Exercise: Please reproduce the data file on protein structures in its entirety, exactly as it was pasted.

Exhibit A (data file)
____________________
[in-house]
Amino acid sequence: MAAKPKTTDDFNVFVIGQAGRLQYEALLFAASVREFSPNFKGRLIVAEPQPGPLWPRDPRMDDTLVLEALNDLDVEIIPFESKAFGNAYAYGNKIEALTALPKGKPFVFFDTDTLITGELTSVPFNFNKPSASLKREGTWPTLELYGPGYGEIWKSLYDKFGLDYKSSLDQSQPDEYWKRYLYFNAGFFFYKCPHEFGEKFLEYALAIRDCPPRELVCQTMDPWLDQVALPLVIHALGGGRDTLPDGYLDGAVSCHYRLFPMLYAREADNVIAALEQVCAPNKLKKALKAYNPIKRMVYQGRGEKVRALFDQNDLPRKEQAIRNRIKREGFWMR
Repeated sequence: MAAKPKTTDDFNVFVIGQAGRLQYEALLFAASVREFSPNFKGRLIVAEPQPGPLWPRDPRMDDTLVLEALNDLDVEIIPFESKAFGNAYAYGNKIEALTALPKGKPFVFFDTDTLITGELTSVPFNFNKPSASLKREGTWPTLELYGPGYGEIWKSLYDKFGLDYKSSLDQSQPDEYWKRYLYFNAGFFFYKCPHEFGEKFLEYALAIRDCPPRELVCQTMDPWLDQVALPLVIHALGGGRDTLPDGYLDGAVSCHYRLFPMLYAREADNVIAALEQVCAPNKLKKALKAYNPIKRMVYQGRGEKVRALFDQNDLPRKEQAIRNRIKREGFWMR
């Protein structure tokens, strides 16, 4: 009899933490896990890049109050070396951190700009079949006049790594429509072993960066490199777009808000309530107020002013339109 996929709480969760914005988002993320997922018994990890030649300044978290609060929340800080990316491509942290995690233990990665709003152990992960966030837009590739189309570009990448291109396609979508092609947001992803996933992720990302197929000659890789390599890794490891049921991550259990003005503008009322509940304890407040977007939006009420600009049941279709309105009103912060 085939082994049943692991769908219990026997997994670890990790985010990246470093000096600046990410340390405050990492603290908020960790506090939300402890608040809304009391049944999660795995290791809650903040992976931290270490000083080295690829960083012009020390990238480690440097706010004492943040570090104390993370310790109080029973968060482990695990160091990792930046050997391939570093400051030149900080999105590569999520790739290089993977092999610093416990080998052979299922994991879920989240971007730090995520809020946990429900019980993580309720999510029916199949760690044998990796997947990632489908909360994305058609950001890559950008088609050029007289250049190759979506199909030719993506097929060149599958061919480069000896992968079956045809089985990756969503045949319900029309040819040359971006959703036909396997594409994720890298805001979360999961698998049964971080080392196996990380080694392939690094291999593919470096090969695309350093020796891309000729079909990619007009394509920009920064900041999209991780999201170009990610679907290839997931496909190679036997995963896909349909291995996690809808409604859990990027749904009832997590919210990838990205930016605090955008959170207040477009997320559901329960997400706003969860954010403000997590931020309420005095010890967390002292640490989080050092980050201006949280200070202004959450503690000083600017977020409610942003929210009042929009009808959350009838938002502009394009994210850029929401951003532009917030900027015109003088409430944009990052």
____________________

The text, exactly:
[in-house]
Amino acid sequence: MAAKPKTTDDFNVFVIGQAGRLQYEALLFAASVREFSPNFKGRLIVAEPQPGPLWPRDPRMDDTLVLEALNDLDVEIIPFESKAFGNAYAYGNKIEALTALPKGKPFVFFDTDTLITGELTSVPFNFNKPSASLKREGTWPTLELYGPGYGEIWKSLYDKFGLDYKSSLDQSQPDEYWKRYLYFNAGFFFYKCPHEFGEKFLEYALAIRDCPPRELVCQTMDPWLDQVALPLVIHALGGGRDTLPDGYLDGAVSCHYRLFPMLYAREADNVIAALEQVCAPNKLKKALKAYNPIKRMVYQGRGEKVRALFDQNDLPRKEQAIRNRIKREGFWMR
Repeated sequence: MAAKPKTTDDFNVFVIGQAGRLQYEALLFAASVREFSPNFKGRLIVAEPQPGPLWPRDPRMDDTLVLEALNDLDVEIIPFESKAFGNAYAYGNKIEALTALPKGKPFVFFDTDTLITGELTSVPFNFNKPSASLKREGTWPTLELYGPGYGEIWKSLYDKFGLDYKSSLDQSQPDEYWKRYLYFNAGFFFYKCPHEFGEKFLEYALAIRDCPPRELVCQTMDPWLDQVALPLVIHALGGGRDTLPDGYLDGAVSCHYRLFPMLYAREADNVIAALEQVCAPNKLKKALKAYNPIKRMVYQGRGEKVRALFDQNDLPRKEQAIRNRIKREGFWMR
């Protein structure tokens, strides 16, 4: 009899933490896990890049109050070396951190700009079949006049790594429509072993960066490199777009808000309530107020002013339109 996929709480969760914005988002993320997922018994990890030649300044978290609060929340800080990316491509942290995690233990990665709003152990992960966030837009590739189309570009990448291109396609979508092609947001992803996933992720990302197929000659890789390599890794490891049921991550259990003005503008009322509940304890407040977007939006009420600009049941279709309105009103912060 085939082994049943692991769908219990026997997994670890990790985010990246470093000096600046990410340390405050990492603290908020960790506090939300402890608040809304009391049944999660795995290791809650903040992976931290270490000083080295690829960083012009020390990238480690440097706010004492943040570090104390993370310790109080029973968060482990695990160091990792930046050997391939570093400051030149900080999105590569999520790739290089993977092999610093416990080998052979299922994991879920989240971007730090995520809020946990429900019980993580309720999510029916199949760690044998990796997947990632489908909360994305058609950001890559950008088609050029007289250049190759979506199909030719993506097929060149599958061919480069000896992968079956045809089985990756969503045949319900029309040819040359971006959703036909396997594409994720890298805001979360999961698998049964971080080392196996990380080694392939690094291999593919470096090969695309350093020796891309000729079909990619007009394509920009920064900041999209991780999201170009990610679907290839997931496909190679036997995963896909349909291995996690809808409604859990990027749904009832997590919210990838990205930016605090955008959170207040477009997320559901329960997400706003969860954010403000997590931020309420005095010890967390002292640490989080050092980050201006949280200070202004959450503690000083600017977020409610942003929210009042929009009808959350009838938002502009394009994210850029929401951003532009917030900027015109003088409430944009990052």